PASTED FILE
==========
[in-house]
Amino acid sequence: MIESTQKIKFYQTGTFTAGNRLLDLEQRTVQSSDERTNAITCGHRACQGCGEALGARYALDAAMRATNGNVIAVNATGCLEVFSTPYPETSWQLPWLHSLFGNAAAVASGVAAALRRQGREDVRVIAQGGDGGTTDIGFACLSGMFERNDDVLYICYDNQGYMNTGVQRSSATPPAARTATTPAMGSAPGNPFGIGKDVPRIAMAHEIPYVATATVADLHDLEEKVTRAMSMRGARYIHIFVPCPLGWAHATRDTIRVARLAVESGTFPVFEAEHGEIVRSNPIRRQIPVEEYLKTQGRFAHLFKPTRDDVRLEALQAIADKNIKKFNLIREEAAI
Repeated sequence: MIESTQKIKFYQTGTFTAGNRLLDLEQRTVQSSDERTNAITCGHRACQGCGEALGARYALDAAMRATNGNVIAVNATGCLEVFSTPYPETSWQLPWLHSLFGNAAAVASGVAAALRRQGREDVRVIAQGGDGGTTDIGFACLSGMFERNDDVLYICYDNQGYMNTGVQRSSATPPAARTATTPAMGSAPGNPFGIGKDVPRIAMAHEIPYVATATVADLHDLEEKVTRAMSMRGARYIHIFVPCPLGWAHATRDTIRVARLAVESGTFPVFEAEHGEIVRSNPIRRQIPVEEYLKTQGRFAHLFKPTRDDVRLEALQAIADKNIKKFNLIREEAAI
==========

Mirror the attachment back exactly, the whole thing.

[in-house]
Amino acid sequence: MIESTQKIKFYQTGTFTAGNRLLDLEQRTVQSSDERTNAITCGHRACQGCGEALGARYALDAAMRATNGNVIAVNATGCLEVFSTPYPETSWQLPWLHSLFGNAAAVASGVAAALRRQGREDVRVIAQGGDGGTTDIGFACLSGMFERNDDVLYICYDNQGYMNTGVQRSSATPPAARTATTPAMGSAPGNPFGIGKDVPRIAMAHEIPYVATATVADLHDLEEKVTRAMSMRGARYIHIFVPCPLGWAHATRDTIRVARLAVESGTFPVFEAEHGEIVRSNPIRRQIPVEEYLKTQGRFAHLFKPTRDDVRLEALQAIADKNIKKFNLIREEAAI
Repeated sequence: MIESTQKIKFYQTGTFTAGNRLLDLEQRTVQSSDERTNAITCGHRACQGCGEALGARYALDAAMRATNGNVIAVNATGCLEVFSTPYPETSWQLPWLHSLFGNAAAVASGVAAALRRQGREDVRVIAQGGDGGTTDIGFACLSGMFERNDDVLYICYDNQGYMNTGVQRSSATPPAARTATTPAMGSAPGNPFGIGKDVPRIAMAHEIPYVATATVADLHDLEEKVTRAMSMRGARYIHIFVPCPLGWAHATRDTIRVARLAVESGTFPVFEAEHGEIVRSNPIRRQIPVEEYLKTQGRFAHLFKPTRDDVRLEALQAIADKNIKKFNLIREEAAI